The Center for Contextual Genetics at the University of Georgia is an interdisciplinary research center that includes psychiatric geneticists, clinical, developmental, and social psychologists, sociologists, and prevention scienctists. Together, this team has sought to understand how genetic and contextual influences combine to contribute to the health and well-being of African American children, adolescents, and young adults living in challenging, rural Southern contexts. In his presentation, Dr. Brody will provide illustrations of research from this team which suggest that, for genetic reasons, individuals differ in the extent they are affected by exposure to environmental influences.

Two strands of research will be described to support this notion. One strand will illustrate how youths, for genetic reasons, may be more sensitive to and benefit more from participation in prevention programs, and the second strand will illustrate how exposure to contextual adversity during childhood forecasts biological indicators of stress nearly a decade later, particularly for youths carrying genes that confer sensitivity to environmental influences.

Dr. Gene Brody is an internationally recognized expert on the risk and protective mechanisms that forecast drug use, sexual risk, and other problem behaviors among rural African American youth. He also has translated his findings into efficacious preventive interventions. He is the author of more than 300 publications, with his recent work examining gene by environment interactions in a randomized prevention trial. His research is unique in that it cuts across a number of disciplines and departments at UVM. Dr. Brody currently is the PI on multiple RO1 grants and a major center grant.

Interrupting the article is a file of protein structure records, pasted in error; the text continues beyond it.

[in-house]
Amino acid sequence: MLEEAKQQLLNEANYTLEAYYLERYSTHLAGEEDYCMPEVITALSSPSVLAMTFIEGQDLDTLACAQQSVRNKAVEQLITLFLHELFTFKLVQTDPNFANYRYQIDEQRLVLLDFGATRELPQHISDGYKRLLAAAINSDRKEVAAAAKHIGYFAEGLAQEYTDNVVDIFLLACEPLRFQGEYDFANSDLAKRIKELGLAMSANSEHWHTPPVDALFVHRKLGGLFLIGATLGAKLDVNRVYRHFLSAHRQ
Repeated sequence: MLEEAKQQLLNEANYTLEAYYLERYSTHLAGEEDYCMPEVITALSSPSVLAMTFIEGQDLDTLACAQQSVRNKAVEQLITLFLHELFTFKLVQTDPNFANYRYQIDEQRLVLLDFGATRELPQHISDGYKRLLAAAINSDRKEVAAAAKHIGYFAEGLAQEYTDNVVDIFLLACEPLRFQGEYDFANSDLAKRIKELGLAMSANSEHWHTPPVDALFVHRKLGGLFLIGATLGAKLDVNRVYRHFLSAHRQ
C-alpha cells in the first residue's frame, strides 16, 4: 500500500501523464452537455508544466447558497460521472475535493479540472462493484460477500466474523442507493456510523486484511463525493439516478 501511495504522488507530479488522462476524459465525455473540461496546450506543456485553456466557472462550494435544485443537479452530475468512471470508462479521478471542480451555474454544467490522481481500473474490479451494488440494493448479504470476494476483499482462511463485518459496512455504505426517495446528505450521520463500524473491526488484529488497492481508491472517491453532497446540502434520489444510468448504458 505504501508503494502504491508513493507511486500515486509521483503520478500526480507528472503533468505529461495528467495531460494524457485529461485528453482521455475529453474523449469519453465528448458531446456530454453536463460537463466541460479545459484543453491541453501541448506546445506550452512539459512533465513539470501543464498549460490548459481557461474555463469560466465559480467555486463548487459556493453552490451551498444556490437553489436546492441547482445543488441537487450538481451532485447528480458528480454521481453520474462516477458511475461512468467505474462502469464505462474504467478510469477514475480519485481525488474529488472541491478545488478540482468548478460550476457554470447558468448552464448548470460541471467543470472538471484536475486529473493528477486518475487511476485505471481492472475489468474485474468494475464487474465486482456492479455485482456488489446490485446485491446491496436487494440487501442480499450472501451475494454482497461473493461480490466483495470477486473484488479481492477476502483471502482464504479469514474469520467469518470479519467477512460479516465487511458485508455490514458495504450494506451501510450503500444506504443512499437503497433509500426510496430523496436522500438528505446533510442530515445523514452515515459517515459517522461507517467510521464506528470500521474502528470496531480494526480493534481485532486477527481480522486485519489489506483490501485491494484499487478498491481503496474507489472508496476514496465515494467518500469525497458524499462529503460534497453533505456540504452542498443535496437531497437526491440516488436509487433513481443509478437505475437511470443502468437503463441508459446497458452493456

Richard M. Ryan, Ph.D.

Richard Ryan Professor of Psychology, Psychiatry & Education
University of Rochester
Hosted by the McNeil Prevention and Community Psychology Fund
Autonomy and Control in Human Behavior: Research on Motivation and Well-being from Self-determination Theory

October 10, 2012
4:00 - 5:00 pm
Rowell Hall room 103

The regulation of behavior takes many forms, not all of which are volitional or have the full support of the self. Self-determination theory (SDT) distinguishes people’s motivation in terms of the degree to which it is self-regulated or autonomous, versus being regulated by rewards or pressures that are experienced as controlling.

People’s quality of engagement, persistence and well-being are strongly affected by how autonomous or controlled they feel while acting. Moreover, SDT details how motivation is affected by the styles and strategies of motivators from parents and teachers, to managers, coaches, and health-care professionals.

In this talk Ryan will provide an overview of SDT research on motivation and well-being, with special emphasis on recent research in dual process theory and applications to education, health-care, virtual environments, and physical activity.

Contact UVM © 2014 The University of Vermont - Burlington, VT 05405 - (802) 656-3131